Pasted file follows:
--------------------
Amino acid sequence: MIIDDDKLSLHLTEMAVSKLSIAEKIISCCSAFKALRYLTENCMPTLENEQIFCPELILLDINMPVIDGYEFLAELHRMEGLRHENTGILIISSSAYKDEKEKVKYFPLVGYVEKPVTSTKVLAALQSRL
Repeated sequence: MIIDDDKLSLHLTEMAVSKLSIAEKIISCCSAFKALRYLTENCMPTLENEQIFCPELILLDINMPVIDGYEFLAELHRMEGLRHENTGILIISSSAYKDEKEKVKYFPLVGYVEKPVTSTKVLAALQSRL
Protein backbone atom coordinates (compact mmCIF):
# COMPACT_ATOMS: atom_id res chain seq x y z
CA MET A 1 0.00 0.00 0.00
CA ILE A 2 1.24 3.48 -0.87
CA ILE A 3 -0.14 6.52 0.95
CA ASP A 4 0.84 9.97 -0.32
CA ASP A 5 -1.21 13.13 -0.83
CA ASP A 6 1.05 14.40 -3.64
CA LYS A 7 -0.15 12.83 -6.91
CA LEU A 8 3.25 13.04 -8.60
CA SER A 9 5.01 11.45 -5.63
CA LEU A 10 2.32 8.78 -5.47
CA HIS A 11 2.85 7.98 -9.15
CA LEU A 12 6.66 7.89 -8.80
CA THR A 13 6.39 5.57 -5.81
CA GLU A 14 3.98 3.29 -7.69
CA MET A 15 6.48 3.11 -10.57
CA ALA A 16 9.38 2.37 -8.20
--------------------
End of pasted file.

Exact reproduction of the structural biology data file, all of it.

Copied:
Amino acid sequence: MIIDDDKLSLHLTEMAVSKLSIAEKIISCCSAFKALRYLTENCMPTLENEQIFCPELILLDINMPVIDGYEFLAELHRMEGLRHENTGILIISSSAYKDEKEKVKYFPLVGYVEKPVTSTKVLAALQSRL
Repeated sequence: MIIDDDKLSLHLTEMAVSKLSIAEKIISCCSAFKALRYLTENCMPTLENEQIFCPELILLDINMPVIDGYEFLAELHRMEGLRHENTGILIISSSAYKDEKEKVKYFPLVGYVEKPVTSTKVLAALQSRL
Protein backbone atom coordinates (compact mmCIF):
# COMPACT_ATOMS: atom_id res chain seq x y z
CA MET A 1 0.00 0.00 0.00
CA ILE A 2 1.24 3.48 -0.87
CA ILE A 3 -0.14 6.52 0.95
CA ASP A 4 0.84 9.97 -0.32
CA ASP A 5 -1.21 13.13 -0.83
CA ASP A 6 1.05 14.40 -3.64
CA LYS A 7 -0.15 12.83 -6.91
CA LEU A 8 3.25 13.04 -8.60
CA SER A 9 5.01 11.45 -5.63
CA LEU A 10 2.32 8.78 -5.47
CA HIS A 11 2.85 7.98 -9.15
CA LEU A 12 6.66 7.89 -8.80
CA THR A 13 6.39 5.57 -5.81
CA GLU A 14 3.98 3.29 -7.69
CA MET A 15 6.48 3.11 -10.57
CA ALA A 16 9.38 2.37 -8.20